A Basic Guide to Livestock Feed

The livestock industry is one of the most important and most influential industries on the planet. With thousands of farms and animals in Australia, the ultimate goal for every farmer should be to learn how to best manage production for optimal yields to ensure they get an economic edge and to supply enough product to the population. That being said, livestock nutrition has become one of the most integral parts of the livestock industry. However, every livestock operation has its own unique characteristics, meaning that it also has distinct nutrition requirements.
As you probably know, livestock feed primarily consists of six different food groups, and each and every one of them plays a role in maintaining the proper livestock weight, health and ultimately, product viability. These food groups include proteins, carbs, fats, water, vitamins, and minerals. Contrary to what many people think, there isn’t one food group that’s more important than the other, and many of them opt for protein-rich foods, as they’re the most expensive ones to get, store and distribute.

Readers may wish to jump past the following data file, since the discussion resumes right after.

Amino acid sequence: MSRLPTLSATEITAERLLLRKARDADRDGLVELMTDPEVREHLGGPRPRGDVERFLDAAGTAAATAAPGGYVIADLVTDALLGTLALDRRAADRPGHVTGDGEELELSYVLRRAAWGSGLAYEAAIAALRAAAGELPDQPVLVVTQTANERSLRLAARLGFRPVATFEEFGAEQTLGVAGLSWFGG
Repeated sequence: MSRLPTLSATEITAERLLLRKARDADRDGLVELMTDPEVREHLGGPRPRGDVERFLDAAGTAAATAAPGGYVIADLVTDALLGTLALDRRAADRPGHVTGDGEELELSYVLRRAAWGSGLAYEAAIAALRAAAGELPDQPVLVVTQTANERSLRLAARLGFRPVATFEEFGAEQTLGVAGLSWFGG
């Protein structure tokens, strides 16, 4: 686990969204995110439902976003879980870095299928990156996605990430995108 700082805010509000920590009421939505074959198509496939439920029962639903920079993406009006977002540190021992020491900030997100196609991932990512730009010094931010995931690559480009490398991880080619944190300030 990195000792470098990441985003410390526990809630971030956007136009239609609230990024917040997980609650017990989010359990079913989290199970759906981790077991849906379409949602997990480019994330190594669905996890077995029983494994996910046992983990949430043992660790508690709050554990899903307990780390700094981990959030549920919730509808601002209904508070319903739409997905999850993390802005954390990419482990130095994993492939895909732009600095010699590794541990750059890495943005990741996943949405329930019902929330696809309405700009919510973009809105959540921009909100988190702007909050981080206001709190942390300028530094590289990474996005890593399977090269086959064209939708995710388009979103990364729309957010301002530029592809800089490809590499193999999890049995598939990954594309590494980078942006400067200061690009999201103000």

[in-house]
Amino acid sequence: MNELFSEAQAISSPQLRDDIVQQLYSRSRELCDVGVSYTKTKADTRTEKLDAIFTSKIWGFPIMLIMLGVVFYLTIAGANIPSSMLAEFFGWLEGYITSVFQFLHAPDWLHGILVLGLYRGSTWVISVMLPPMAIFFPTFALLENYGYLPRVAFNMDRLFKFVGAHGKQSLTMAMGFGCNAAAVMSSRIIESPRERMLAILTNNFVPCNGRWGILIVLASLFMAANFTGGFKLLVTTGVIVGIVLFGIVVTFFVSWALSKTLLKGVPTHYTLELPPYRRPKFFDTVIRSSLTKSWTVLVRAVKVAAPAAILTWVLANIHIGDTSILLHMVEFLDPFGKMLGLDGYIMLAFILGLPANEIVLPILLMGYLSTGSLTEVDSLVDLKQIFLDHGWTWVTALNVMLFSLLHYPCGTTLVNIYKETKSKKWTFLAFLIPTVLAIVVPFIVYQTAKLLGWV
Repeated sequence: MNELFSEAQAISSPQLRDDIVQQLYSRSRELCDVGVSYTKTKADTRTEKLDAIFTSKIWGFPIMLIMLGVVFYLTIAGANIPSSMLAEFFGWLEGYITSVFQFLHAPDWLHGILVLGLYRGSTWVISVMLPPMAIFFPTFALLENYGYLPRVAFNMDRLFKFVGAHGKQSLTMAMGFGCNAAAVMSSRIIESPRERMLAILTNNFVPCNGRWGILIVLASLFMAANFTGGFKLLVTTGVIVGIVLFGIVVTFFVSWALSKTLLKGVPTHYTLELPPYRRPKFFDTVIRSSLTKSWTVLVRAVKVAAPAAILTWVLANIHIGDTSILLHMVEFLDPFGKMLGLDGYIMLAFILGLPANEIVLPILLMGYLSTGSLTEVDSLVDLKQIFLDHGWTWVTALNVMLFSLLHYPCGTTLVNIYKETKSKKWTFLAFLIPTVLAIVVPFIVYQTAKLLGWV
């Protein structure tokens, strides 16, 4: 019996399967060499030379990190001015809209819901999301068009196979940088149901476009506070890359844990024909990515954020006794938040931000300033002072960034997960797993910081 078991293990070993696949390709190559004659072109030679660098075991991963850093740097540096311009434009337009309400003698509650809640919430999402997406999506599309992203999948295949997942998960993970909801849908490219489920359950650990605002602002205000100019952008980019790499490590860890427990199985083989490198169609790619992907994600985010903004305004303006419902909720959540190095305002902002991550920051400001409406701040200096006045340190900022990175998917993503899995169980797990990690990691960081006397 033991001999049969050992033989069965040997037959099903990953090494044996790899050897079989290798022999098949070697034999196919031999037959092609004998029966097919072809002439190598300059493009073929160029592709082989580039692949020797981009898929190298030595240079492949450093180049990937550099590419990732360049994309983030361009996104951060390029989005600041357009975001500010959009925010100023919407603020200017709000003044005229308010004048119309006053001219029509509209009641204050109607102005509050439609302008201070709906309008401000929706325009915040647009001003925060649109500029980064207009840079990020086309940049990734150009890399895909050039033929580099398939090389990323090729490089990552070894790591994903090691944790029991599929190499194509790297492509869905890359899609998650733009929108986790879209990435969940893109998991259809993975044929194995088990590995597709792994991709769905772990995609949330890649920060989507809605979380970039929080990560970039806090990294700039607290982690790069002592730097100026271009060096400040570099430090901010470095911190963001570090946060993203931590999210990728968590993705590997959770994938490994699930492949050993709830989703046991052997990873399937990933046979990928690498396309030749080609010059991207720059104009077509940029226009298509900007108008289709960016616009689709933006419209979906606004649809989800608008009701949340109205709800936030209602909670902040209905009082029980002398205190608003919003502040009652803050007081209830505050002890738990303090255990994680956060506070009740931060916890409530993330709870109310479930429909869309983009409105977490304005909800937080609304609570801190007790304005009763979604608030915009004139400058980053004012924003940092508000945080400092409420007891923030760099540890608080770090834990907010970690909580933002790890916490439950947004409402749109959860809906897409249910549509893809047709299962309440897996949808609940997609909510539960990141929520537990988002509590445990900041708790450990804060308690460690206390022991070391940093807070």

There are over 900 different agricultural products typically used to create livestock feed, and the most popular ones among them are corn, barley, soybean meal, sorghum, wheat and distiller’s grain. With that said, some of these products include all six food groups, such as corn, while others only include a few, such as hay. Besides ingredient composition, livestock nutrition also varies depending on the animal’s life stage. Younger poultry and bovines require more protein to encourage growth while lactating dairy cows need more optimum fiber.
Besides feed, many farms also use supplements that provide important boosts to the animal’s overall health. Some of the most commonly used supplements include toxin and pellet binders, mold inhibitors, acidifiers, concentrated minerals and vitamins, flavours and direct fed microbials. All of these supplements are usually mixed in with the feed so that animals naturally consume them over the course of a day. Supplements are there to help with different aspects of nutrition, but they’re especially helpful for maintaining optimum health during the winter season and promoting healthy reproduction.
The mixture of the animal feed will vary depending on their overall purpose and the intended consumer. For instance, chicken feed includes more carbs since poultry prefers to consume feed that contains scratch grain. On the other hand, equine herds need more barley and hay to maintain optimal health levels. Simply put, livestock nutrition isn’t one-size-fits-all, so you have to consider the type of stock you keep and the operational goals.